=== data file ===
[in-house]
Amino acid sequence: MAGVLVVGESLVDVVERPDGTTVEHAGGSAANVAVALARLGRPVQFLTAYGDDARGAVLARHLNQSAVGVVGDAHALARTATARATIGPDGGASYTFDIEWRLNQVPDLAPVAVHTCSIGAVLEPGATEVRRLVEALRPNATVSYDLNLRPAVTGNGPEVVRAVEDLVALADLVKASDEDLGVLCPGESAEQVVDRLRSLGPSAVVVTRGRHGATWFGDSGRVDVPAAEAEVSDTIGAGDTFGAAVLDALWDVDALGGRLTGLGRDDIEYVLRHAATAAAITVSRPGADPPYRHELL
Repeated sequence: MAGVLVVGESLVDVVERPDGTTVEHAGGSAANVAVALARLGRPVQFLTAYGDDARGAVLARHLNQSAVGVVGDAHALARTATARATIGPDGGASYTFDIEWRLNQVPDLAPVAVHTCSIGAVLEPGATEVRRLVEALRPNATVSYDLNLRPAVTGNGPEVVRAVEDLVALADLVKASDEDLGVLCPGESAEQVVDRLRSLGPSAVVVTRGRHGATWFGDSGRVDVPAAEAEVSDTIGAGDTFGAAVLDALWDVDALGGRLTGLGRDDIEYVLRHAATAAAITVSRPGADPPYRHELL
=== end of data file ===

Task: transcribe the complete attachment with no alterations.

[in-house]
Amino acid sequence: MAGVLVVGESLVDVVERPDGTTVEHAGGSAANVAVALARLGRPVQFLTAYGDDARGAVLARHLNQSAVGVVGDAHALARTATARATIGPDGGASYTFDIEWRLNQVPDLAPVAVHTCSIGAVLEPGATEVRRLVEALRPNATVSYDLNLRPAVTGNGPEVVRAVEDLVALADLVKASDEDLGVLCPGESAEQVVDRLRSLGPSAVVVTRGRHGATWFGDSGRVDVPAAEAEVSDTIGAGDTFGAAVLDALWDVDALGGRLTGLGRDDIEYVLRHAATAAAITVSRPGADPPYRHELL
Repeated sequence: MAGVLVVGESLVDVVERPDGTTVEHAGGSAANVAVALARLGRPVQFLTAYGDDARGAVLARHLNQSAVGVVGDAHALARTATARATIGPDGGASYTFDIEWRLNQVPDLAPVAVHTCSIGAVLEPGATEVRRLVEALRPNATVSYDLNLRPAVTGNGPEVVRAVEDLVALADLVKASDEDLGVLCPGESAEQVVDRLRSLGPSAVVVTRGRHGATWFGDSGRVDVPAAEAEVSDTIGAGDTFGAAVLDALWDVDALGGRLTGLGRDDIEYVLRHAATAAAITVSRPGADPPYRHELL